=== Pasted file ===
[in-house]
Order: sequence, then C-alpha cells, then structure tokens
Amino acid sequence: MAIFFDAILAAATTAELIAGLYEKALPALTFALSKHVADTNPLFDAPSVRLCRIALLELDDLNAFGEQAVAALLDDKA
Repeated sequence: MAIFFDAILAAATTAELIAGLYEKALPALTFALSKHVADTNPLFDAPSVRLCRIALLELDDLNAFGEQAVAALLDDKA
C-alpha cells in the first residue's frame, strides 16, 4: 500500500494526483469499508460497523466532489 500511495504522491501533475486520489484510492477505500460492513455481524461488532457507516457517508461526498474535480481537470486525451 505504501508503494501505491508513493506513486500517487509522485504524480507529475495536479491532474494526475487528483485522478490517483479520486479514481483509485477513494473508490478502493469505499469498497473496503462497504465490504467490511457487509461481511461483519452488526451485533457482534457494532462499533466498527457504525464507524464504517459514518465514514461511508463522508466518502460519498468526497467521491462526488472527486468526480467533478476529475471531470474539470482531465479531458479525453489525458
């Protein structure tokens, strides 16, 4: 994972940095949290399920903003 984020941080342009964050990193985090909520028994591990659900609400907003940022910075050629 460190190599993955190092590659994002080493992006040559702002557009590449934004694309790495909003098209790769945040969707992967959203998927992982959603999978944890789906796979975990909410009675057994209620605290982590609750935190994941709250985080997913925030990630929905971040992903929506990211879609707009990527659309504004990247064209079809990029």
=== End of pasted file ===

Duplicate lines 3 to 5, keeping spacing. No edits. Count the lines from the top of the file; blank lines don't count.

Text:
Amino acid sequence: MAIFFDAILAAATTAELIAGLYEKALPALTFALSKHVADTNPLFDAPSVRLCRIALLELDDLNAFGEQAVAALLDDKA
Repeated sequence: MAIFFDAILAAATTAELIAGLYEKALPALTFALSKHVADTNPLFDAPSVRLCRIALLELDDLNAFGEQAVAALLDDKA
C-alpha cells in the first residue's frame, strides 16, 4: 500500500494526483469499508460497523466532489 500511495504522491501533475486520489484510492477505500460492513455481524461488532457507516457517508461526498474535480481537470486525451 505504501508503494501505491508513493506513486500517487509522485504524480507529475495536479491532474494526475487528483485522478490517483479520486479514481483509485477513494473508490478502493469505499469498497473496503462497504465490504467490511457487509461481511461483519452488526451485533457482534457494532462499533466498527457504525464507524464504517459514518465514514461511508463522508466518502460519498468526497467521491462526488472527486468526480467533478476529475471531470474539470482531465479531458479525453489525458